Random Acts of Beauty

Posted by on Feb 6, 2017 in News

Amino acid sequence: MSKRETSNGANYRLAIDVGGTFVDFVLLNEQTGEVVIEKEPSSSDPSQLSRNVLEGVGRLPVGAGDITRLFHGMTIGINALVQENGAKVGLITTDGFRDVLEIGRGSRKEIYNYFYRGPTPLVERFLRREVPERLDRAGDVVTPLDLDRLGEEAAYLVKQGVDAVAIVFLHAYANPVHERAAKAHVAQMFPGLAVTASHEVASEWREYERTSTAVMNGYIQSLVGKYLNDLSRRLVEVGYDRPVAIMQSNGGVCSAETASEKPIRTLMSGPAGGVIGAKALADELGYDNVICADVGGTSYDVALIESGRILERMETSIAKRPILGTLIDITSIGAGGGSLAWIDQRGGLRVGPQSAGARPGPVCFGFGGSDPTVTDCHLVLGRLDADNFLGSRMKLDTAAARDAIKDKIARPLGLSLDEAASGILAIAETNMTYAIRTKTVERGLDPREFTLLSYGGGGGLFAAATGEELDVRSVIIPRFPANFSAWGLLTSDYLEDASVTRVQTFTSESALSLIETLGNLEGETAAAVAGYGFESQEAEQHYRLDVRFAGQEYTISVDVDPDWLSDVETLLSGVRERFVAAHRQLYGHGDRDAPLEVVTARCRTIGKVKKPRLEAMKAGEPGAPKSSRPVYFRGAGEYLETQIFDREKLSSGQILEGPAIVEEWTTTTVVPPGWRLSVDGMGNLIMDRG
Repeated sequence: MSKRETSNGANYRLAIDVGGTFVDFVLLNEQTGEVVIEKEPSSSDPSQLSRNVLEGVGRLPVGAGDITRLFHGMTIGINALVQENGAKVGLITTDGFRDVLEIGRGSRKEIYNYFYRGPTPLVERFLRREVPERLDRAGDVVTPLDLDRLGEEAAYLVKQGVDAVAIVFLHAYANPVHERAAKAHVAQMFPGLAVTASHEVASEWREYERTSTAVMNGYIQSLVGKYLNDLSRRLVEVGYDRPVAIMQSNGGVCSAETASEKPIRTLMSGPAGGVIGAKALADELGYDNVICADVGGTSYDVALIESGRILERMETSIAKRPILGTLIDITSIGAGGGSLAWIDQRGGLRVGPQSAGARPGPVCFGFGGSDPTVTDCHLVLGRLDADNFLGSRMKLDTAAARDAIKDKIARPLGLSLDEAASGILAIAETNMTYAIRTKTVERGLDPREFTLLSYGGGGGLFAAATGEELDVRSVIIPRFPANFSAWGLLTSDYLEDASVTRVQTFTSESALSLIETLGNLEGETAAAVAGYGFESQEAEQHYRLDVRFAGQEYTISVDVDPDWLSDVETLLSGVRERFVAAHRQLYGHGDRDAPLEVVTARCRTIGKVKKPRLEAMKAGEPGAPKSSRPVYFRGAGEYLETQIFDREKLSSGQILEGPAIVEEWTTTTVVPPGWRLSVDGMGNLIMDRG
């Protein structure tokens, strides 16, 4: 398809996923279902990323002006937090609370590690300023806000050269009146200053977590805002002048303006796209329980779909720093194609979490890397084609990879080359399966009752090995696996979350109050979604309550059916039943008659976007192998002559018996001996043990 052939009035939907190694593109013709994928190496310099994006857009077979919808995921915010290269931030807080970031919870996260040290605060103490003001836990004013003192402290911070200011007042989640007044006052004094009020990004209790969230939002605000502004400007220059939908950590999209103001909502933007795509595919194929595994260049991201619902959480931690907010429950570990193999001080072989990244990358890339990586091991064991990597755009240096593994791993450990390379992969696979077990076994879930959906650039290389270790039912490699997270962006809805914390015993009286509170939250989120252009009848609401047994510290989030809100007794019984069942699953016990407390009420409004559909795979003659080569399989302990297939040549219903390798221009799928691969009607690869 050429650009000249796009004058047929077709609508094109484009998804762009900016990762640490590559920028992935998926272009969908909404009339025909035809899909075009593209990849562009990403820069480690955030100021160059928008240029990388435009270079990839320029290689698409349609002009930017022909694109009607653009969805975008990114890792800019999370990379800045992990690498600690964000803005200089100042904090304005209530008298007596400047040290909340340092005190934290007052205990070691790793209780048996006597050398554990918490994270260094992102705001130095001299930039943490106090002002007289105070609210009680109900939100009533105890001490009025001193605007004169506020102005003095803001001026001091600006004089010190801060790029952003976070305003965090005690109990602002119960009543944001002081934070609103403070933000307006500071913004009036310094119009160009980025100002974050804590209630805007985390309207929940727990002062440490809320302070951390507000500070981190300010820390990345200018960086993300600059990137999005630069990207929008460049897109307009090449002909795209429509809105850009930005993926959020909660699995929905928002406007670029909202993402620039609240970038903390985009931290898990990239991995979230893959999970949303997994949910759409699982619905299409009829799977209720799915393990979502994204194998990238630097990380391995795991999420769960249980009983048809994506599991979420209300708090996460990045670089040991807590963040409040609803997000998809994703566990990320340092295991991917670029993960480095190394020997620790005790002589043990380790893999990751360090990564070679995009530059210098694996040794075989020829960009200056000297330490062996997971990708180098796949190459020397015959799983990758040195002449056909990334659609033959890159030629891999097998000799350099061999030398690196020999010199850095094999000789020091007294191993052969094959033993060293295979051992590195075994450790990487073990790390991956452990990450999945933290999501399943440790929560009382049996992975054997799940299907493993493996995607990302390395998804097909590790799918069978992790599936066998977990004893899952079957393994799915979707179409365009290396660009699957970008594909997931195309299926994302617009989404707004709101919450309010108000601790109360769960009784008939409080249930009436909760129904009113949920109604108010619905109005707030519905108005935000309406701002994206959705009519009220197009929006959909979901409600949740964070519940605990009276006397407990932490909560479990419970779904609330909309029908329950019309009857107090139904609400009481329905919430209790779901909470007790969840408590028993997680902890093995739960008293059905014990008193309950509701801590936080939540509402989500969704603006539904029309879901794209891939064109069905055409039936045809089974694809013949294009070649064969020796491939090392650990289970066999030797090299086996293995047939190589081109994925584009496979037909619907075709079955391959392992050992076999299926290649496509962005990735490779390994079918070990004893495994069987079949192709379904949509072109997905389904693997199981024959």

In 1982, Anne Herbert wrote, “Practice random kindness and senseless acts of beauty,” on her placemat at a diner in California. Inspired by the phrase “random acts of violence and senseless acts of cruelty,” Anne began to think that kindness could build on itself just as much as violence has. In 1993, she published her book, “Random Acts of Kindness,” which has since brought popularity to the phrase and the actions behind it. In honor of Random Acts of Kindness Day on February 17, here are a few ways you can spread kindness to the environment around you and inspire others to do the same: Image courtesy of www.cliparts.co REDUCE, REUSE, RECYCLE We’ve all heard it before: “Reduce. Reuse. Recycle.” Each helps cut down on the amount of waste we throw away, and conserves natural resources, landfill space and energy. Plus they save the land! Reduce: When traveling to work or running errands about town, carpooling not only gives you company, but cuts down on the number of cars and vehicles on the road. Fewer cars means there is less carbon and pollution getting into the air, protecting the environment by keeping the air, water and land cleaner. When purchasing products, look for items without excessive packaging that has to be recycled, or worse, landfilled. Reuse: Take your time spring-cleaning this year and be creative; think about finding another use for items you no longer need and give them a new life! By upcycling old items, you are reducing the amount of waste that goes into the landfill, which helps the environment greatly! Recycle: No list claiming to improve the world would be complete without mentioning recycling. We all know it matters. When you’re done with that aluminum soda can or plastic water bottle sitting next to you, make sure you put it in the recycle bin! And the same for cardboard and paper containers, plus the newspapers, periodicals and mail that you receive. Image courtesy of www.theprepperpodcast.com ENJOY NATURE Take a walk and enjoy the beauty that surrounds you. Pick up any litter you see and dispose of it properly. By taking time to appreciate the Earth and all it has to offer, the more we will value it. Plant a garden and grow your own greens or, if there is no space for an outdoor garden, grow a mini herb garden in a windowsill. Gardening is not only good for the soul, eating what you grow is good for your health and highly satisfying! A garden will also beautify your yard, while providing for you at the same time. Image courtesy of www.3starwaste.com  BE YOUR OWN CLEANUP Each spring, Keep Arkansas Beautiful hosts the Great American Cleanup in conjunction with Keep America Beautiful. While this campaign yields amazing results annually, our environment needs help more than just once a year, and you can take a lead role on the front line...